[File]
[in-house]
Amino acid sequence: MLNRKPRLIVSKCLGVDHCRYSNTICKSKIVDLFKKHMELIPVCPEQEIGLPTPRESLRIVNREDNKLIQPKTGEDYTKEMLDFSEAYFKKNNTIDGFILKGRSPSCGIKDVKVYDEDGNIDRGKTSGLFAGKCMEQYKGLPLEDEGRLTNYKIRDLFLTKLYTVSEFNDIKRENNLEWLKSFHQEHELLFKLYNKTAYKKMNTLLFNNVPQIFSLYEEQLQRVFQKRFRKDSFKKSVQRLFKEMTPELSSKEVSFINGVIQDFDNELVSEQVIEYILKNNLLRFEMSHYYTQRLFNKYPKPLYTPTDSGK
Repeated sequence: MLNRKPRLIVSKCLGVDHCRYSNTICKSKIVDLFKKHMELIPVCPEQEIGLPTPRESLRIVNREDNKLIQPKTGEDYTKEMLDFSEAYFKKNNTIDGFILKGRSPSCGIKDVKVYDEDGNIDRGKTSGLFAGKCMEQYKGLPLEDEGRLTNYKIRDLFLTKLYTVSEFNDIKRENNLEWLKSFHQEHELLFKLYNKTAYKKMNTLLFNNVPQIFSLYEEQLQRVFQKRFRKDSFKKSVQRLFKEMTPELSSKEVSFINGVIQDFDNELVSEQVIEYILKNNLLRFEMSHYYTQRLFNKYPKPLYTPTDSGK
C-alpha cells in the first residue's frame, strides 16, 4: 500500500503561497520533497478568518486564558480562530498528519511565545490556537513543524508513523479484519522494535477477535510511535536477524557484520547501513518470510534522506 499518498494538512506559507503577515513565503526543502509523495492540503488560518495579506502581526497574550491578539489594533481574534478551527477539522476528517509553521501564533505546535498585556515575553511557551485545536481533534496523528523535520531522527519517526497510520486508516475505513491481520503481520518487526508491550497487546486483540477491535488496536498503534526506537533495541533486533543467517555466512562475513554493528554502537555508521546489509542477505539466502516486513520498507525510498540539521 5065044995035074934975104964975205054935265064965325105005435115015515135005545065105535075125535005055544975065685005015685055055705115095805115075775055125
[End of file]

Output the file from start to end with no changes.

[in-house]
Amino acid sequence: MLNRKPRLIVSKCLGVDHCRYSNTICKSKIVDLFKKHMELIPVCPEQEIGLPTPRESLRIVNREDNKLIQPKTGEDYTKEMLDFSEAYFKKNNTIDGFILKGRSPSCGIKDVKVYDEDGNIDRGKTSGLFAGKCMEQYKGLPLEDEGRLTNYKIRDLFLTKLYTVSEFNDIKRENNLEWLKSFHQEHELLFKLYNKTAYKKMNTLLFNNVPQIFSLYEEQLQRVFQKRFRKDSFKKSVQRLFKEMTPELSSKEVSFINGVIQDFDNELVSEQVIEYILKNNLLRFEMSHYYTQRLFNKYPKPLYTPTDSGK
Repeated sequence: MLNRKPRLIVSKCLGVDHCRYSNTICKSKIVDLFKKHMELIPVCPEQEIGLPTPRESLRIVNREDNKLIQPKTGEDYTKEMLDFSEAYFKKNNTIDGFILKGRSPSCGIKDVKVYDEDGNIDRGKTSGLFAGKCMEQYKGLPLEDEGRLTNYKIRDLFLTKLYTVSEFNDIKRENNLEWLKSFHQEHELLFKLYNKTAYKKMNTLLFNNVPQIFSLYEEQLQRVFQKRFRKDSFKKSVQRLFKEMTPELSSKEVSFINGVIQDFDNELVSEQVIEYILKNNLLRFEMSHYYTQRLFNKYPKPLYTPTDSGK
C-alpha cells in the first residue's frame, strides 16, 4: 500500500503561497520533497478568518486564558480562530498528519511565545490556537513543524508513523479484519522494535477477535510511535536477524557484520547501513518470510534522506 499518498494538512506559507503577515513565503526543502509523495492540503488560518495579506502581526497574550491578539489594533481574534478551527477539522476528517509553521501564533505546535498585556515575553511557551485545536481533534496523528523535520531522527519517526497510520486508516475505513491481520503481520518487526508491550497487546486483540477491535488496536498503534526506537533495541533486533543467517555466512562475513554493528554502537555508521546489509542477505539466502516486513520498507525510498540539521 5065044995035074934975104964975205054935265064965325105005435115015515135005545065105535075125535005055544975065685005015685055055705115095805115075775055125